Our lot are Barely Athletic. Their coach is Viv, who would really prefer to be playing for the lesbians,but is trying to help her brother-in-law Joe to come to terms with the loss of his wife. The team maverick is Geoff, who gets by (well, sort of) by busking and cadging the odd sleepover from one or other of his teammates (usually Joe). We meet Geoff as Viv lays into him for scoring a goal – against his own side, naturally.
Then there's Danny, who fancies shy Luke, who lives in a village with his parents, works in a library and is mortally afraid of even poking a toenail out of the closet. Danny wants to make a career as a coach, but perhaps he's picked the wrong team to further that ambition. As for the possibility of a relationship with Luke – well, that remains to be seen.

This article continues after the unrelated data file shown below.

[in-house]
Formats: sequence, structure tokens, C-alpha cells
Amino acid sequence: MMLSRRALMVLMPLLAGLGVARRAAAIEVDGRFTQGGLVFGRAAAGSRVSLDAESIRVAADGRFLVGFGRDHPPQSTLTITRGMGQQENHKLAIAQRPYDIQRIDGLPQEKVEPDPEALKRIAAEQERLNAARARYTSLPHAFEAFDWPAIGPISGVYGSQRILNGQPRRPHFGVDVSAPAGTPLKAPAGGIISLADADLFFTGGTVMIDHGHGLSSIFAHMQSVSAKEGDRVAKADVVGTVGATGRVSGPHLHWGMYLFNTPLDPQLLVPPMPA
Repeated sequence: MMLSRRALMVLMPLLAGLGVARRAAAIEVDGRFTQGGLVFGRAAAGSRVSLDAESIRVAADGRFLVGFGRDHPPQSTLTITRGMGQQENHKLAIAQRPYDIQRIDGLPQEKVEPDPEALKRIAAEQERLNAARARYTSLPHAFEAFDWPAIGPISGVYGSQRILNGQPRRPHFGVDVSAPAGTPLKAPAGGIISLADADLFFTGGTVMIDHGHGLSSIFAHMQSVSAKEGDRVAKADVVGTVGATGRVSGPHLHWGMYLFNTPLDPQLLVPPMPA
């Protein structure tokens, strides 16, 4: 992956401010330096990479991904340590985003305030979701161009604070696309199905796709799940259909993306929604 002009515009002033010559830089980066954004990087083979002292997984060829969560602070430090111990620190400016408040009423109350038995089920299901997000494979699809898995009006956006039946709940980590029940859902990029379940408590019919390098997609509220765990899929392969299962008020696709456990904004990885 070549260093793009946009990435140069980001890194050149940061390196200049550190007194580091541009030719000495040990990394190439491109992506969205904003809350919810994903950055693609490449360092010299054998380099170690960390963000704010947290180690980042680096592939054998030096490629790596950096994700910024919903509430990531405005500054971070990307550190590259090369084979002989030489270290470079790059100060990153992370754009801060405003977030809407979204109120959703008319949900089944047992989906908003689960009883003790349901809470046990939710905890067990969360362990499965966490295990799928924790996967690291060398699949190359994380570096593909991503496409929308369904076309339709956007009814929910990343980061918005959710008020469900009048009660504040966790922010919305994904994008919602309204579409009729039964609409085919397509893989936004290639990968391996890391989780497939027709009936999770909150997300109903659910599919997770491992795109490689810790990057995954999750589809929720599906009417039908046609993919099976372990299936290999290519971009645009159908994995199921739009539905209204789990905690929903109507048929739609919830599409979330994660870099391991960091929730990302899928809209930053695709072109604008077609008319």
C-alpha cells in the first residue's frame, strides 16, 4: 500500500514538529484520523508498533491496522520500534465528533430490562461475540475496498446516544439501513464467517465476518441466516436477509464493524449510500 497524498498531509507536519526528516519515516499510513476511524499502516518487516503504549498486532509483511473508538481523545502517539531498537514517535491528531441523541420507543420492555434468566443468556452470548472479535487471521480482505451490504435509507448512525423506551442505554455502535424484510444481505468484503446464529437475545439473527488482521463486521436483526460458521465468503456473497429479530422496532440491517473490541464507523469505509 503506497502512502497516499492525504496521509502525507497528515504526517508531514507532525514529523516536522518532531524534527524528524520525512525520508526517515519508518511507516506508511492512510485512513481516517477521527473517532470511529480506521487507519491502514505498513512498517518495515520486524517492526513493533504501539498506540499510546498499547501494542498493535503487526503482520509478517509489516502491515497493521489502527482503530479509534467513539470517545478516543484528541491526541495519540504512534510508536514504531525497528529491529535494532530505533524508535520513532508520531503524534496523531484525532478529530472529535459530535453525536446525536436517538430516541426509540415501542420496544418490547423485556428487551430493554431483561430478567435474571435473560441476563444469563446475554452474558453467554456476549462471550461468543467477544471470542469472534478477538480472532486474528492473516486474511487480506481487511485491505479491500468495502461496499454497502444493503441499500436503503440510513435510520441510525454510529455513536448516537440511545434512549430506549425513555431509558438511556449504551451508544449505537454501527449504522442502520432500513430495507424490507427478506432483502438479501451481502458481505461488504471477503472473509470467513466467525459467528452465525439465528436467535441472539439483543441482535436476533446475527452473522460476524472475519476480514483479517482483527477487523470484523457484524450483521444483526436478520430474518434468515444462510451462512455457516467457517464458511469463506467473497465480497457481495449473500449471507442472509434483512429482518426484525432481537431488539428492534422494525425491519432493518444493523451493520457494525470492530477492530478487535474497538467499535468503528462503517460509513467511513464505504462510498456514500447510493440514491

It's very well written, and you can believe in these characters as real human-beings with hopes and aspirations both credible and (at the same time) probably unattainable. The performances match, with James Grieve's production balancing the comic with the emotionally touching – the scene where Danny almost wrecks his chances with Luke with an ill-judged confession punctuated by kisses is moving and rings true. There's a handsomely realistic set by Lucy Osborne which roots these young people on the outskirts of Hull.
Jamie Samuel's Danny
and Philip Duguid-McQuillan's Luke hold centre stage, though Andy
Rush's Geoff is a woolly-hatted scene-stealer. Mat Sutton as Joe
has the least rewarding part but makes his sense of grief palpable
without ever seeming mawkish. Vivienne Gibbs' Viv is a forceful
personality as she tries every possible trick to motivate her team
out of their bottom-of-the-scoreboard position, including being prepared
to step down if that might work the miracle.
This co-production between Paine's Plough, Hull Truck and the Watford Palace Theatre scores a number of goals. Definitely not bottom of anyone's league.